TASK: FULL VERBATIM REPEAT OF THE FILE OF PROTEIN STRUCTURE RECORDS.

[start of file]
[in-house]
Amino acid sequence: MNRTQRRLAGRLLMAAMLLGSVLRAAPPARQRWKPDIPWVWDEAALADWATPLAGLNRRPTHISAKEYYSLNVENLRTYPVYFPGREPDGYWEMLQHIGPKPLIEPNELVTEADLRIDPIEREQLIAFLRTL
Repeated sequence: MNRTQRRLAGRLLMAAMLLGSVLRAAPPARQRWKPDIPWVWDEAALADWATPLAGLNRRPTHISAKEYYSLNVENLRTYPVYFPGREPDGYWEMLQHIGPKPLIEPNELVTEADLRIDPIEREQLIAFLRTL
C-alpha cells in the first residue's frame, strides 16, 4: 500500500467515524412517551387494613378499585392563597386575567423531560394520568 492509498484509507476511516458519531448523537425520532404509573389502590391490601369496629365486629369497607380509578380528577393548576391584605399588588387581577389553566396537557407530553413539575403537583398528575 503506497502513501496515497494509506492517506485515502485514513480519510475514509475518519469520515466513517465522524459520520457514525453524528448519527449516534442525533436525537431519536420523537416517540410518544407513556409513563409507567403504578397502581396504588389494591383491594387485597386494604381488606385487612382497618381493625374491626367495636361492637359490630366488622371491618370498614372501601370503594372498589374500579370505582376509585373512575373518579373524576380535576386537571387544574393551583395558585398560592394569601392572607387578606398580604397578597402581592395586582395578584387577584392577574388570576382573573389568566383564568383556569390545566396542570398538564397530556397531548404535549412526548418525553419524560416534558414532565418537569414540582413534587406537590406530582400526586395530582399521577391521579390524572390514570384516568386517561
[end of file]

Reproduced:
[in-house]
Amino acid sequence: MNRTQRRLAGRLLMAAMLLGSVLRAAPPARQRWKPDIPWVWDEAALADWATPLAGLNRRPTHISAKEYYSLNVENLRTYPVYFPGREPDGYWEMLQHIGPKPLIEPNELVTEADLRIDPIEREQLIAFLRTL
Repeated sequence: MNRTQRRLAGRLLMAAMLLGSVLRAAPPARQRWKPDIPWVWDEAALADWATPLAGLNRRPTHISAKEYYSLNVENLRTYPVYFPGREPDGYWEMLQHIGPKPLIEPNELVTEADLRIDPIEREQLIAFLRTL
C-alpha cells in the first residue's frame, strides 16, 4: 500500500467515524412517551387494613378499585392563597386575567423531560394520568 492509498484509507476511516458519531448523537425520532404509573389502590391490601369496629365486629369497607380509578380528577393548576391584605399588588387581577389553566396537557407530553413539575403537583398528575 503506497502513501496515497494509506492517506485515502485514513480519510475514509475518519469520515466513517465522524459520520457514525453524528448519527449516534442525533436525537431519536420523537416517540410518544407513556409513563409507567403504578397502581396504588389494591383491594387485597386494604381488606385487612382497618381493625374491626367495636361492637359490630366488622371491618370498614372501601370503594372498589374500579370505582376509585373512575373518579373524576380535576386537571387544574393551583395558585398560592394569601392572607387578606398580604397578597402581592395586582395578584387577584392577574388570576382573573389568566383564568383556569390545566396542570398538564397530556397531548404535549412526548418525553419524560416534558414532565418537569414540582413534587406537590406530582400526586395530582399521577391521579390524572390514570384516568386517561